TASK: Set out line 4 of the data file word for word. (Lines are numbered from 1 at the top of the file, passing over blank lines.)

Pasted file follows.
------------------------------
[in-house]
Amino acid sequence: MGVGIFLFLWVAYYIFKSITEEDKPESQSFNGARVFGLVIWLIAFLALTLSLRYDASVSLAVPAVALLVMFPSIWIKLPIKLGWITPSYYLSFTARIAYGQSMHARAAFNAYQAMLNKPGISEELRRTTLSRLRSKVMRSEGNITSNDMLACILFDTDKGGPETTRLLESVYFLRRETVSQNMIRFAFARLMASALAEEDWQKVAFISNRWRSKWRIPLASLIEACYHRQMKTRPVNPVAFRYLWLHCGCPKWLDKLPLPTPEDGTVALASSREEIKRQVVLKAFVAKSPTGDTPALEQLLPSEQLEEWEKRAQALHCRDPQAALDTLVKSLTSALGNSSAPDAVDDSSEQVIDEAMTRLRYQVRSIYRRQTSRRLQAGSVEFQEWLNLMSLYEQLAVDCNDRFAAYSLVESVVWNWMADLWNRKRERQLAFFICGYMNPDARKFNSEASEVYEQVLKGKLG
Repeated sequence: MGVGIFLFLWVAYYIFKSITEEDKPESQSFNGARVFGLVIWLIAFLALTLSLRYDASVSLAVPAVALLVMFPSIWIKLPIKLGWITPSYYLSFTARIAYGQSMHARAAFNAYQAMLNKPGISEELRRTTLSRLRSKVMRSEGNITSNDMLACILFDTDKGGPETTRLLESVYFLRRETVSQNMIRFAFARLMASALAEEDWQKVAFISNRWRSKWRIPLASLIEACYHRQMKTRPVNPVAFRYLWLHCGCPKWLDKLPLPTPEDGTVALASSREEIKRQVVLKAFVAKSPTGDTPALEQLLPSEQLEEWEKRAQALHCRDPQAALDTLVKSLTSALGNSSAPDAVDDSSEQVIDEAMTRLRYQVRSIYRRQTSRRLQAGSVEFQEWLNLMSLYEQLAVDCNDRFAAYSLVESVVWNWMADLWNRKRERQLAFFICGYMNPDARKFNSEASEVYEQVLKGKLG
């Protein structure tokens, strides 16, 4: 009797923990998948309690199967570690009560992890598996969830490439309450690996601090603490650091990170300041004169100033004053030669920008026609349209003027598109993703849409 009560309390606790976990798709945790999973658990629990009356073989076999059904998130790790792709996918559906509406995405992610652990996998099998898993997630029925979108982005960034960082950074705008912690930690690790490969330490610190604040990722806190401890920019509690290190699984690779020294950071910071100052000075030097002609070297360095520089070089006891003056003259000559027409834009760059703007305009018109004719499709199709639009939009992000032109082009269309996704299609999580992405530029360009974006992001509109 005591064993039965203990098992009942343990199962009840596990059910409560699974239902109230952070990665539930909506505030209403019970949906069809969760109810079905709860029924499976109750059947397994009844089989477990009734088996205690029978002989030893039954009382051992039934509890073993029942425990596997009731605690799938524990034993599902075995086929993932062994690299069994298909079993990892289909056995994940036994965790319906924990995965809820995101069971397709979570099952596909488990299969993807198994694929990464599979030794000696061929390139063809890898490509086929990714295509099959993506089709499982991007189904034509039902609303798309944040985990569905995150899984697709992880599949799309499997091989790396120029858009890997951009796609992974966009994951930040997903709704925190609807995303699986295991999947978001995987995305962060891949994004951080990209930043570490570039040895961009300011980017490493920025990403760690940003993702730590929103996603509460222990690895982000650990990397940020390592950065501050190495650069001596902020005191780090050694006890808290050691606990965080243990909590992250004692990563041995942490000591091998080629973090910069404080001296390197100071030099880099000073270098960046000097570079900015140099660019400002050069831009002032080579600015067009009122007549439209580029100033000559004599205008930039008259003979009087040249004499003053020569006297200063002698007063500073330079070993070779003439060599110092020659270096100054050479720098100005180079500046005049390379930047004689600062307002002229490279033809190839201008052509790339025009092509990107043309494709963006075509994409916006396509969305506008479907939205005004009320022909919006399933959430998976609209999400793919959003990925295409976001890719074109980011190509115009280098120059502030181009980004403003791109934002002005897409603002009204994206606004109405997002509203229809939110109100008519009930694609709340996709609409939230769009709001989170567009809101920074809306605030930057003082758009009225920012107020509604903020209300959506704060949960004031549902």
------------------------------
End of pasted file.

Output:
């Protein structure tokens, strides 16, 4: 009797923990998948309690199967570690009560992890598996969830490439309450690996601090603490650091990170300041004169100033004053030669920008026609349209003027598109993703849409 009560309390606790976990798709945790999973658990629990009356073989076999059904998130790790792709996918559906509406995405992610652990996998099998898993997630029925979108982005960034960082950074705008912690930690690790490969330490610190604040990722806190401890920019509690290190699984690779020294950071910071100052000075030097002609070297360095520089070089006891003056003259000559027409834009760059703007305009018109004719499709199709639009939009992000032109082009269309996704299609999580992405530029360009974006992001509109 005591064993039965203990098992009942343990199962009840596990059910409560699974239902109230952070990665539930909506505030209403019970949906069809969760109810079905709860029924499976109750059947397994009844089989477990009734088996205690029978002989030893039954009382051992039934509890073993029942425990596997009731605690799938524990034993599902075995086929993932062994690299069994298909079993990892289909056995994940036994965790319906924990995965809820995101069971397709979570099952596909488990299969993807198994694929990464599979030794000696061929390139063809890898490509086929990714295509099959993506089709499982991007189904034509039902609303798309944040985990569905995150899984697709992880599949799309499997091989790396120029858009890997951009796609992974966009994951930040997903709704925190609807995303699986295991999947978001995987995305962060891949994004951080990209930043570490570039040895961009300011980017490493920025990403760690940003993702730590929103996603509460222990690895982000650990990397940020390592950065501050190495650069001596902020005191780090050694006890808290050691606990965080243990909590992250004692990563041995942490000591091998080629973090910069404080001296390197100071030099880099000073270098960046000097570079900015140099660019400002050069831009002032080579600015067009009122007549439209580029100033000559004599205008930039008259003979009087040249004499003053020569006297200063002698007063500073330079070993070779003439060599110092020659270096100054050479720098100005180079500046005049390379930047004689600062307002002229490279033809190839201008052509790339025009092509990107043309494709963006075509994409916006396509969305506008479907939205005004009320022909919006399933959430998976609209999400793919959003990925295409976001890719074109980011190509115009280098120059502030181009980004403003791109934002002005897409603002009204994206606004109405997002509203229809939110109100008519009930694609709340996709609409939230769009709001989170567009809101920074809306605030930057003082758009009225920012107020509604903020209300959506704060949960004031549902």